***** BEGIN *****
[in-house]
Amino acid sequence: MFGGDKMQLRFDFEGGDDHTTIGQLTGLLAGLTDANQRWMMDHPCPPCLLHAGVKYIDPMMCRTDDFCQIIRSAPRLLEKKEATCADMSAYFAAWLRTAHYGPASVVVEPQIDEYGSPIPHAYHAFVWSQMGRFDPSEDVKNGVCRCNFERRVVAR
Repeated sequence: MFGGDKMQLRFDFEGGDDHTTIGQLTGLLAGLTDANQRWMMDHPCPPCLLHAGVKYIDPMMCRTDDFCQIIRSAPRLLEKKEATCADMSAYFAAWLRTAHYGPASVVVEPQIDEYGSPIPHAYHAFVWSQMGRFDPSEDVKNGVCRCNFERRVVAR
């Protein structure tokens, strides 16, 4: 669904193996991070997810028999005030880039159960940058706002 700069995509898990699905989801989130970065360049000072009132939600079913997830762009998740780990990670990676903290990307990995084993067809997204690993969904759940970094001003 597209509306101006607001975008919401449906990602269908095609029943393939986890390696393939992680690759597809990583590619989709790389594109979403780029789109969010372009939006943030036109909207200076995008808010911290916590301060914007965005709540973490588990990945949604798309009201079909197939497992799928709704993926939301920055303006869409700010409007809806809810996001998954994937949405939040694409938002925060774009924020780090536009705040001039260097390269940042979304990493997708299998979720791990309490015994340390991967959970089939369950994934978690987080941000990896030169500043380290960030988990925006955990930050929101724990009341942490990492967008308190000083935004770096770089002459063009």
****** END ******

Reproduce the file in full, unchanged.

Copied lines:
[in-house]
Amino acid sequence: MFGGDKMQLRFDFEGGDDHTTIGQLTGLLAGLTDANQRWMMDHPCPPCLLHAGVKYIDPMMCRTDDFCQIIRSAPRLLEKKEATCADMSAYFAAWLRTAHYGPASVVVEPQIDEYGSPIPHAYHAFVWSQMGRFDPSEDVKNGVCRCNFERRVVAR
Repeated sequence: MFGGDKMQLRFDFEGGDDHTTIGQLTGLLAGLTDANQRWMMDHPCPPCLLHAGVKYIDPMMCRTDDFCQIIRSAPRLLEKKEATCADMSAYFAAWLRTAHYGPASVVVEPQIDEYGSPIPHAYHAFVWSQMGRFDPSEDVKNGVCRCNFERRVVAR
């Protein structure tokens, strides 16, 4: 669904193996991070997810028999005030880039159960940058706002 700069995509898990699905989801989130970065360049000072009132939600079913997830762009998740780990990670990676903290990307990995084993067809997204690993969904759940970094001003 597209509306101006607001975008919401449906990602269908095609029943393939986890390696393939992680690759597809990583590619989709790389594109979403780029789109969010372009939006943030036109909207200076995008808010911290916590301060914007965005709540973490588990990945949604798309009201079909197939497992799928709704993926939301920055303006869409700010409007809806809810996001998954994937949405939040694409938002925060774009924020780090536009705040001039260097390269940042979304990493997708299998979720791990309490015994340390991967959970089939369950994934978690987080941000990896030169500043380290960030988990925006955990930050929101724990009341942490990492967008308190000083935004770096770089002459063009």